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70 percent rise in debit cards compromised in U.S.

Staff Writer |
The number of payment cards compromised at U.S. ATMs and merchants monitored by FICO rose 70 percent in 2016.

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The number of hacked card readers at U.S. ATMs, restaurants and merchants rose 30 percent in 2016.

The number of compromises recorded in 2016 set a new high for the FICO Card Alert Service, which monitors hundreds of thousands of ATMs and other readers in the U.S.

This new data follows a 546 percent increase in compromised ATMs from 2014 to 2015. As in 2015, the most compromises occurred at non-bank ATMs, such as those in convenience stores.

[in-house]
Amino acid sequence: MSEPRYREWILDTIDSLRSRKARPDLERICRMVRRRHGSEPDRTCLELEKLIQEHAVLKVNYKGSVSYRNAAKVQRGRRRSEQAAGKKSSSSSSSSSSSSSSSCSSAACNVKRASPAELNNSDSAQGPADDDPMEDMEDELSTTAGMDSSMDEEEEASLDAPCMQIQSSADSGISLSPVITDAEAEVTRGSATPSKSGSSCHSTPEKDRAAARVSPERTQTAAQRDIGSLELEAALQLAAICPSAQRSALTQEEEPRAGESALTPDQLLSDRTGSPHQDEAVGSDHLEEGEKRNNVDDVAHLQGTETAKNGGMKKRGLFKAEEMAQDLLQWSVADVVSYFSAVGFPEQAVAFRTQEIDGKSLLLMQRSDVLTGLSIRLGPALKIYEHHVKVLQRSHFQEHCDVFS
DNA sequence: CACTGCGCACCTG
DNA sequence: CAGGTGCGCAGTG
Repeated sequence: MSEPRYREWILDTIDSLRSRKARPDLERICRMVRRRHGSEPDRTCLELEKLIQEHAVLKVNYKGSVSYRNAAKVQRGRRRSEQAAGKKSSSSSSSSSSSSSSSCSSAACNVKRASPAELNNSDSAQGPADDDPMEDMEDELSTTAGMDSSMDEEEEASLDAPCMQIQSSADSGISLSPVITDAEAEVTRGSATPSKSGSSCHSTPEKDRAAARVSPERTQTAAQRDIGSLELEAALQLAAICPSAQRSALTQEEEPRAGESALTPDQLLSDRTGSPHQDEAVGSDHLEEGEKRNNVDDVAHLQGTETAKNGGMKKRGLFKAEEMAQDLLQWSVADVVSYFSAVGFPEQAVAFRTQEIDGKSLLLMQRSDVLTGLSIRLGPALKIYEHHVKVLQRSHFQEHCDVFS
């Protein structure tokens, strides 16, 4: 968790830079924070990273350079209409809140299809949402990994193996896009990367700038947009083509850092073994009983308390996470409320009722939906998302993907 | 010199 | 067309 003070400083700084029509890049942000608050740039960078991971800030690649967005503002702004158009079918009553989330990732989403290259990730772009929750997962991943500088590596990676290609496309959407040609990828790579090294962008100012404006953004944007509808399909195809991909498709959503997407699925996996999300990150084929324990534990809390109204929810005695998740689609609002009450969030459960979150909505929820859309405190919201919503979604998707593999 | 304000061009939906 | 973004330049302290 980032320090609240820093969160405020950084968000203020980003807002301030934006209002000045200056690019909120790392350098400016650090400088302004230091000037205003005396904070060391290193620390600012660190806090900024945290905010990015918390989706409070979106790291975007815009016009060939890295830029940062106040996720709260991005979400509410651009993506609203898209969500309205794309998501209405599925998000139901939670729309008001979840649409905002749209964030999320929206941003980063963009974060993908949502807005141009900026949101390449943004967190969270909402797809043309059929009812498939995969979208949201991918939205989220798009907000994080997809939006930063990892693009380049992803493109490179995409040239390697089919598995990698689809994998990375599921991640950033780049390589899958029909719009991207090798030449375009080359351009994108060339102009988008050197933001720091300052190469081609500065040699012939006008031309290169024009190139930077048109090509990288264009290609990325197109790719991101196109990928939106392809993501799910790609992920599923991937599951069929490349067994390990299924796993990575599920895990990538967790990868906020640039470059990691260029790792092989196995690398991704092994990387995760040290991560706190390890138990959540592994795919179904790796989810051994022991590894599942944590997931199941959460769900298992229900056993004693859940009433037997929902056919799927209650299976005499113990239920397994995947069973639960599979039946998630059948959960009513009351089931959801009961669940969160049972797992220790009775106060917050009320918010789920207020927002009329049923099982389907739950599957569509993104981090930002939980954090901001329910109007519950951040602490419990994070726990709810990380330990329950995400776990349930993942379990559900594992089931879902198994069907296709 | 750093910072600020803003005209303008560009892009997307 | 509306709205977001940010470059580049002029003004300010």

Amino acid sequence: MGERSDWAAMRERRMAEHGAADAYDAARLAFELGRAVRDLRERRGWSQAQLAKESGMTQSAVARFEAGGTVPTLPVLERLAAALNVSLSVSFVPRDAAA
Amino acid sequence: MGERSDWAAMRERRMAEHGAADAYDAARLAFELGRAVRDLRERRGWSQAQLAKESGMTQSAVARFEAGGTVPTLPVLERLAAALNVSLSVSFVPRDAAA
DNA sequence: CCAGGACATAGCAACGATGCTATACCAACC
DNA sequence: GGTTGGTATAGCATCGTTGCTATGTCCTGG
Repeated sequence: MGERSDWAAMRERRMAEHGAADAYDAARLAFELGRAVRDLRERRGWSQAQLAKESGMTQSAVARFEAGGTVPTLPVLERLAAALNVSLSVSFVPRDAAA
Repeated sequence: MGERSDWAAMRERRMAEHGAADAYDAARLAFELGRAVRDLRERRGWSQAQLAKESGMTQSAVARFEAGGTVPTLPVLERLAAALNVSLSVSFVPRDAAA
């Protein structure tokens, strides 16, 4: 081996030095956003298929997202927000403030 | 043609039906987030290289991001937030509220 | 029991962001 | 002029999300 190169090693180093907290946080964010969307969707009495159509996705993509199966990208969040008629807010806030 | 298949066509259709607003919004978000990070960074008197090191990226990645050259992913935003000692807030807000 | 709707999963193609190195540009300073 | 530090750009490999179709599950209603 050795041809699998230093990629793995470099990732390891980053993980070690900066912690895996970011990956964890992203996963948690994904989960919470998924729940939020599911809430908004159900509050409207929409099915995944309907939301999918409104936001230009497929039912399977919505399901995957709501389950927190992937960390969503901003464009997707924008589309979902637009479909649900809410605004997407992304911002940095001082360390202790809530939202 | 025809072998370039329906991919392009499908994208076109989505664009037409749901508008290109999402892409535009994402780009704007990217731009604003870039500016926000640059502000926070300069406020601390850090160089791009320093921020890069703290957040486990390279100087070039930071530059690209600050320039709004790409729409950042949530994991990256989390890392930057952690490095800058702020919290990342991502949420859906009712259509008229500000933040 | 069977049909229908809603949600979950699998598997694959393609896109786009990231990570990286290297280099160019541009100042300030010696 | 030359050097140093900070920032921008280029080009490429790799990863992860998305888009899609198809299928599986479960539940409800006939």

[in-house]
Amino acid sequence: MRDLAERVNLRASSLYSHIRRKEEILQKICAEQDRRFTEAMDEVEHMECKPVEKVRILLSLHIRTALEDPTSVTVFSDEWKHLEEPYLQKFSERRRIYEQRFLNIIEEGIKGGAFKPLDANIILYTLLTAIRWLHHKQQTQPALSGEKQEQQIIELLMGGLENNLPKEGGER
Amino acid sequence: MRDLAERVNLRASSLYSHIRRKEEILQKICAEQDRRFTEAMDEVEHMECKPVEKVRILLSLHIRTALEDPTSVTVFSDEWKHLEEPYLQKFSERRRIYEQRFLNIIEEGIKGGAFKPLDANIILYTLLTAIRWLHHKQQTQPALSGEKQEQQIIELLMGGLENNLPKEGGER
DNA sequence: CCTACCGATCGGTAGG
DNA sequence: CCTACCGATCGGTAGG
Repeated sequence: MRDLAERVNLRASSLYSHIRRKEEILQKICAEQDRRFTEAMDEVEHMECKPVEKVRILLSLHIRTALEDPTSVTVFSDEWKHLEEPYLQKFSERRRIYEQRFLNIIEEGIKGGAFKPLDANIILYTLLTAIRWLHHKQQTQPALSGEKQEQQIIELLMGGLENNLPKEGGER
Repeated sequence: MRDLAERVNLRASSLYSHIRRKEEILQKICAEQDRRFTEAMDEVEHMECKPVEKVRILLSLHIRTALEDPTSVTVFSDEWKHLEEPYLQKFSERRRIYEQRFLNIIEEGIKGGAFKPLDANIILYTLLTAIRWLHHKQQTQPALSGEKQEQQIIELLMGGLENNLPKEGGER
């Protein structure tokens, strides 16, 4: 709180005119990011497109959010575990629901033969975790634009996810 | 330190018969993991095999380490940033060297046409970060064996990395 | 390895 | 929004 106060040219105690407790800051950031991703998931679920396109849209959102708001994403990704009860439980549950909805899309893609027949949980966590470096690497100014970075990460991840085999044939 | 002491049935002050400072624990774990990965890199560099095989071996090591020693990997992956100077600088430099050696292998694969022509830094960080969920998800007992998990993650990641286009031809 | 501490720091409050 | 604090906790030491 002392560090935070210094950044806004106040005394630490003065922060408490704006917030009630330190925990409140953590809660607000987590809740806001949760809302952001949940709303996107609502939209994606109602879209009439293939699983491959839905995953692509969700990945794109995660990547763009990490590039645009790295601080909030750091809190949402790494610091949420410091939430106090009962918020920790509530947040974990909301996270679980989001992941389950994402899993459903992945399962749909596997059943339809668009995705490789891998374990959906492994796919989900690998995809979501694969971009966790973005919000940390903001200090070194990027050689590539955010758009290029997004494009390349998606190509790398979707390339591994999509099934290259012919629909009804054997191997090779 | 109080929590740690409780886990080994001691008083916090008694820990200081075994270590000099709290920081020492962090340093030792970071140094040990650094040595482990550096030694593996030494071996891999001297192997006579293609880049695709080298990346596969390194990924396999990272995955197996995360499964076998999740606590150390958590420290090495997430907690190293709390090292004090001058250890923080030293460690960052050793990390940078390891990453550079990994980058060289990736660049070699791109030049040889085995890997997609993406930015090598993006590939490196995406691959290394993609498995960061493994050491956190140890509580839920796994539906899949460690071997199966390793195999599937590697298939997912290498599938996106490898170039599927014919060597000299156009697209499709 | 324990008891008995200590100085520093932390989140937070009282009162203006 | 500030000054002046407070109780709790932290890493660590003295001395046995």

About 60 percent of compromises were at non-bank ATMs, with the rest occurring at bank ATMs or point-of-sale (POS) devices, such as card payment machines at retailers.

These figures cover only card fraud occurring at physical devices, not online card fraud.

The average duration of a compromise continued to fall — on average, an ATM or POS device would be compromised for 11 days, compared to 14 days in 2015.

The 2016 average duration is less than a third of the average duration in 2014, 36 days. The average number of cards affected by a single compromise was cut in half.


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